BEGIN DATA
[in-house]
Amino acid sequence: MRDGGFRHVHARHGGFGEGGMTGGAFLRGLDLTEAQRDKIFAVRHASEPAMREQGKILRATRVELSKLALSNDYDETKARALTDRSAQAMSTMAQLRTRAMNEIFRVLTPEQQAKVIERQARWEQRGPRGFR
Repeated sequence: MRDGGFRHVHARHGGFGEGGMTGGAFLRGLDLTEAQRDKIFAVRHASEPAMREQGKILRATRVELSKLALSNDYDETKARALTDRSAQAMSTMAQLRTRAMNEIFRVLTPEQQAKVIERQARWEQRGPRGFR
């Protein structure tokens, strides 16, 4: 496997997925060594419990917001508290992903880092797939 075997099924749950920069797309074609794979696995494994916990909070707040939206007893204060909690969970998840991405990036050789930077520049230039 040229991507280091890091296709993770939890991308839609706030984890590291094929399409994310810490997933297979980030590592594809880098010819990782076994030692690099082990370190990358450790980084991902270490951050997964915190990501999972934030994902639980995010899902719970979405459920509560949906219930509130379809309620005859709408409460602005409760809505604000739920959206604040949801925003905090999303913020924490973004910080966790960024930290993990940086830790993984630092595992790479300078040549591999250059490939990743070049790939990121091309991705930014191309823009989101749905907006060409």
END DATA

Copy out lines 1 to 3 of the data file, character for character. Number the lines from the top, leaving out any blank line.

[in-house]
Amino acid sequence: MRDGGFRHVHARHGGFGEGGMTGGAFLRGLDLTEAQRDKIFAVRHASEPAMREQGKILRATRVELSKLALSNDYDETKARALTDRSAQAMSTMAQLRTRAMNEIFRVLTPEQQAKVIERQARWEQRGPRGFR
Repeated sequence: MRDGGFRHVHARHGGFGEGGMTGGAFLRGLDLTEAQRDKIFAVRHASEPAMREQGKILRATRVELSKLALSNDYDETKARALTDRSAQAMSTMAQLRTRAMNEIFRVLTPEQQAKVIERQARWEQRGPRGFR